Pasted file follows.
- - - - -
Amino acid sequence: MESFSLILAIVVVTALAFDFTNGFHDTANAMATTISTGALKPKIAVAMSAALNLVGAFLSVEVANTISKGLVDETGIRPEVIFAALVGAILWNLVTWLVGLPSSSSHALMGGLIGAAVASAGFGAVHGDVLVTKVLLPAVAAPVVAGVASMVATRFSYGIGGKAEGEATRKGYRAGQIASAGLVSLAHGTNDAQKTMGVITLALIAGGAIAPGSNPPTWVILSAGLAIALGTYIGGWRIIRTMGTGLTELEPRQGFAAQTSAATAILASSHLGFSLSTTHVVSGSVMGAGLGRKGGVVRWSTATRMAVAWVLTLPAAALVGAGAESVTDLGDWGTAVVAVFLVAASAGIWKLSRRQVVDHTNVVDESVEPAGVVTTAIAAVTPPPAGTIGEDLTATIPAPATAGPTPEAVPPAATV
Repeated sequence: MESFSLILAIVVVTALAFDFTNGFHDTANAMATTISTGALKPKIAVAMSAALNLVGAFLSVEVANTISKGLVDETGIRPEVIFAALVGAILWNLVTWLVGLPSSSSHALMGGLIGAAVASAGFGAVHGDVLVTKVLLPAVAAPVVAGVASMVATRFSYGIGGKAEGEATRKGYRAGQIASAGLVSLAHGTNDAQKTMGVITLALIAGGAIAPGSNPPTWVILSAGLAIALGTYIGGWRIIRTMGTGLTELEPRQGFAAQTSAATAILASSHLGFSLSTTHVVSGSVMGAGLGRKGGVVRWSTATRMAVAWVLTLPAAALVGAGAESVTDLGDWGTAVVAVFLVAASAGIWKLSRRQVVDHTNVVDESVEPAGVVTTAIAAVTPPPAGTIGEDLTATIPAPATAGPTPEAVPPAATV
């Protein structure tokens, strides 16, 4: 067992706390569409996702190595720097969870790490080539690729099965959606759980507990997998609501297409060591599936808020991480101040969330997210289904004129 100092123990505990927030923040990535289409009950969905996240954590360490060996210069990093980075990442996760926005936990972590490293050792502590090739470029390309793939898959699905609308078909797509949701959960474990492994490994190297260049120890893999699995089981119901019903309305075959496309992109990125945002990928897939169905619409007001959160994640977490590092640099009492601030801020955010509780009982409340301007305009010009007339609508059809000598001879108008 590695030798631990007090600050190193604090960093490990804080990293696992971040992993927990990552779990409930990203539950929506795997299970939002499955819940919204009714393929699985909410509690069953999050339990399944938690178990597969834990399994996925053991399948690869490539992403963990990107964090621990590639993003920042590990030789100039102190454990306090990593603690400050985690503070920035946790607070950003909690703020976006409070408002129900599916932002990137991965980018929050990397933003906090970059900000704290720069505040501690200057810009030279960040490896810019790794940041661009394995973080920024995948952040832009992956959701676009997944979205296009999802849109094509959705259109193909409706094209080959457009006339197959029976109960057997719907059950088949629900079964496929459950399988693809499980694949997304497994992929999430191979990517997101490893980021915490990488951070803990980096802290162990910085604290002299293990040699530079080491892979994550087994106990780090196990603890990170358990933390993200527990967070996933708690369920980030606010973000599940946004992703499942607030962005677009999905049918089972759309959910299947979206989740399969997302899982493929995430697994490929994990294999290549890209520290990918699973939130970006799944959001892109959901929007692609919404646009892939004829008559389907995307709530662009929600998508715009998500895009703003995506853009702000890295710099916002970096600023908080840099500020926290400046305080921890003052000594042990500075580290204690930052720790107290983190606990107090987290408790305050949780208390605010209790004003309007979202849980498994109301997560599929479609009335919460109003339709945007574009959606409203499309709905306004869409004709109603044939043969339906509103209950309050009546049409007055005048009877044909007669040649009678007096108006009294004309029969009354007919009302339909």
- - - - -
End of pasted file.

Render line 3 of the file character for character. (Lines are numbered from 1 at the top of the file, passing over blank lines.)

């Protein structure tokens, strides 16, 4: 067992706390569409996702190595720097969870790490080539690729099965959606759980507990997998609501297409060591599936808020991480101040969330997210289904004129 100092123990505990927030923040990535289409009950969905996240954590360490060996210069990093980075990442996760926005936990972590490293050792502590090739470029390309793939898959699905609308078909797509949701959960474990492994490994190297260049120890893999699995089981119901019903309305075959496309992109990125945002990928897939169905619409007001959160994640977490590092640099009492601030801020955010509780009982409340301007305009010009007339609508059809000598001879108008 590695030798631990007090600050190193604090960093490990804080990293696992971040992993927990990552779990409930990203539950929506795997299970939002499955819940919204009714393929699985909410509690069953999050339990399944938690178990597969834990399994996925053991399948690869490539992403963990990107964090621990590639993003920042590990030789100039102190454990306090990593603690400050985690503070920035946790607070950003909690703020976006409070408002129900599916932002990137991965980018929050990397933003906090970059900000704290720069505040501690200057810009030279960040490896810019790794940041661009394995973080920024995948952040832009992956959701676009997944979205296009999802849109094509959705259109193909409706094209080959457009006339197959029976109960057997719907059950088949629900079964496929459950399988693809499980694949997304497994992929999430191979990517997101490893980021915490990488951070803990980096802290162990910085604290002299293990040699530079080491892979994550087994106990780090196990603890990170358990933390993200527990967070996933708690369920980030606010973000599940946004992703499942607030962005677009999905049918089972759309959910299947979206989740399969997302899982493929995430697994490929994990294999290549890209520290990918699973939130970006799944959001892109959901929007692609919404646009892939004829008559389907995307709530662009929600998508715009998500895009703003995506853009702000890295710099916002970096600023908080840099500020926290400046305080921890003052000594042990500075580290204690930052720790107290983190606990107090987290408790305050949780208390605010209790004003309007979202849980498994109301997560599929479609009335919460109003339709945007574009959606409203499309709905306004869409004709109603044939043969339906509103209950309050009546049409007055005048009877044909007669040649009678007096108006009294004309029969009354007919009302339909």